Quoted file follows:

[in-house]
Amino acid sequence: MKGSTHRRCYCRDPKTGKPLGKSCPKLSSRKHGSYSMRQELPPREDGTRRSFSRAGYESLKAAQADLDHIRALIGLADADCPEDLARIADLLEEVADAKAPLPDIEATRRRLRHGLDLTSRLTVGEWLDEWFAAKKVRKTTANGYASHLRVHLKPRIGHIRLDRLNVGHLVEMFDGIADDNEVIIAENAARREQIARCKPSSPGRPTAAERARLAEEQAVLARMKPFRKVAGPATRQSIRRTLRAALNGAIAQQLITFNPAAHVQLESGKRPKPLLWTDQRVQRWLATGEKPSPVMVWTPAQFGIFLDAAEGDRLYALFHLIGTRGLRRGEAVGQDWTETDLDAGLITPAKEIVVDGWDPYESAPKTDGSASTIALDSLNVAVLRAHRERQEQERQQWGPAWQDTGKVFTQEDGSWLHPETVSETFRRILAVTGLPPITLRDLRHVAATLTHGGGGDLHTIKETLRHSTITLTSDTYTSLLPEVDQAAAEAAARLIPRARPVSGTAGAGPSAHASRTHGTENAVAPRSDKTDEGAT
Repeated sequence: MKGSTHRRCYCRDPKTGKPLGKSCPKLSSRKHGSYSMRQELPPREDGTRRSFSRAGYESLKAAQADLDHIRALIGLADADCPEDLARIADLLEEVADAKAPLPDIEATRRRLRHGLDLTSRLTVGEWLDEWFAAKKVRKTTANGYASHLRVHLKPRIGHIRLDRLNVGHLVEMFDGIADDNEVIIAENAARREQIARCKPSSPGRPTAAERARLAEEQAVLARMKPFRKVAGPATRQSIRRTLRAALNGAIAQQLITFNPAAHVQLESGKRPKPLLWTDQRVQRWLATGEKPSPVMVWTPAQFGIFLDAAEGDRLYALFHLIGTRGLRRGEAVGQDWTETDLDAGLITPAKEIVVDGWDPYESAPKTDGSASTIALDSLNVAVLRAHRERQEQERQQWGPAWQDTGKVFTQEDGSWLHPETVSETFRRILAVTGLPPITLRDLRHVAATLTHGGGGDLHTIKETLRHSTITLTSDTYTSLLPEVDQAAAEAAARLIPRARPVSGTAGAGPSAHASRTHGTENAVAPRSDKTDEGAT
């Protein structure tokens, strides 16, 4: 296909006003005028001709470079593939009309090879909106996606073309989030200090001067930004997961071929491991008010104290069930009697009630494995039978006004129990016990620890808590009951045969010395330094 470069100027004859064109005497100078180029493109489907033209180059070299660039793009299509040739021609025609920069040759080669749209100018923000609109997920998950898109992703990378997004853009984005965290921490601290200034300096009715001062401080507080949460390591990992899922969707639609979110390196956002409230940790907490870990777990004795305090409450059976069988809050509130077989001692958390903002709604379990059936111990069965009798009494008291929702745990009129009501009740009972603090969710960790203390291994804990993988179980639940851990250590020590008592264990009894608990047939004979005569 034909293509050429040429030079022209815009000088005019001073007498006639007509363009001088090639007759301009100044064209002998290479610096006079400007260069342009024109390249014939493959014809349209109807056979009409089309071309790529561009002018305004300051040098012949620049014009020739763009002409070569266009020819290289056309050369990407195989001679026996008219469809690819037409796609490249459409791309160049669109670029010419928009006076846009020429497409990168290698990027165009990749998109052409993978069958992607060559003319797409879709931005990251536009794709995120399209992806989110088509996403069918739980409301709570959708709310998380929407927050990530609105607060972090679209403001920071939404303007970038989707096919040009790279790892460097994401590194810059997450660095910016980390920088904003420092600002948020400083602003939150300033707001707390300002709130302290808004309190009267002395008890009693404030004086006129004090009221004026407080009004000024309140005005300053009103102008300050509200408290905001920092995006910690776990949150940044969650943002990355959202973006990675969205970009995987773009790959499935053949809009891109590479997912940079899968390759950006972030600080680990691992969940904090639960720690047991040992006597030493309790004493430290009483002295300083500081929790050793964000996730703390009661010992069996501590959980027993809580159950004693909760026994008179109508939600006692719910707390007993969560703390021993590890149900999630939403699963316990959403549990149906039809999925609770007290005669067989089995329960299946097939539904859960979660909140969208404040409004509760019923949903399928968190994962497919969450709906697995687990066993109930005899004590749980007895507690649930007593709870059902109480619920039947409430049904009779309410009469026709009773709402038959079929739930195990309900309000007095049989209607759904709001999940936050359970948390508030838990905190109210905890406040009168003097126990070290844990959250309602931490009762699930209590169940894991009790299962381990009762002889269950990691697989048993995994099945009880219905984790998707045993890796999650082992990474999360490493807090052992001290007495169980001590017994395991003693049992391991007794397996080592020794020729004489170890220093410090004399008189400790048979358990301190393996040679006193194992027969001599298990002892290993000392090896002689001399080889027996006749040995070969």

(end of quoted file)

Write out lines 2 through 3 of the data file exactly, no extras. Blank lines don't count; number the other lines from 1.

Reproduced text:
Amino acid sequence: MKGSTHRRCYCRDPKTGKPLGKSCPKLSSRKHGSYSMRQELPPREDGTRRSFSRAGYESLKAAQADLDHIRALIGLADADCPEDLARIADLLEEVADAKAPLPDIEATRRRLRHGLDLTSRLTVGEWLDEWFAAKKVRKTTANGYASHLRVHLKPRIGHIRLDRLNVGHLVEMFDGIADDNEVIIAENAARREQIARCKPSSPGRPTAAERARLAEEQAVLARMKPFRKVAGPATRQSIRRTLRAALNGAIAQQLITFNPAAHVQLESGKRPKPLLWTDQRVQRWLATGEKPSPVMVWTPAQFGIFLDAAEGDRLYALFHLIGTRGLRRGEAVGQDWTETDLDAGLITPAKEIVVDGWDPYESAPKTDGSASTIALDSLNVAVLRAHRERQEQERQQWGPAWQDTGKVFTQEDGSWLHPETVSETFRRILAVTGLPPITLRDLRHVAATLTHGGGGDLHTIKETLRHSTITLTSDTYTSLLPEVDQAAAEAAARLIPRARPVSGTAGAGPSAHASRTHGTENAVAPRSDKTDEGAT
Repeated sequence: MKGSTHRRCYCRDPKTGKPLGKSCPKLSSRKHGSYSMRQELPPREDGTRRSFSRAGYESLKAAQADLDHIRALIGLADADCPEDLARIADLLEEVADAKAPLPDIEATRRRLRHGLDLTSRLTVGEWLDEWFAAKKVRKTTANGYASHLRVHLKPRIGHIRLDRLNVGHLVEMFDGIADDNEVIIAENAARREQIARCKPSSPGRPTAAERARLAEEQAVLARMKPFRKVAGPATRQSIRRTLRAALNGAIAQQLITFNPAAHVQLESGKRPKPLLWTDQRVQRWLATGEKPSPVMVWTPAQFGIFLDAAEGDRLYALFHLIGTRGLRRGEAVGQDWTETDLDAGLITPAKEIVVDGWDPYESAPKTDGSASTIALDSLNVAVLRAHRERQEQERQQWGPAWQDTGKVFTQEDGSWLHPETVSETFRRILAVTGLPPITLRDLRHVAATLTHGGGGDLHTIKETLRHSTITLTSDTYTSLLPEVDQAAAEAAARLIPRARPVSGTAGAGPSAHASRTHGTENAVAPRSDKTDEGAT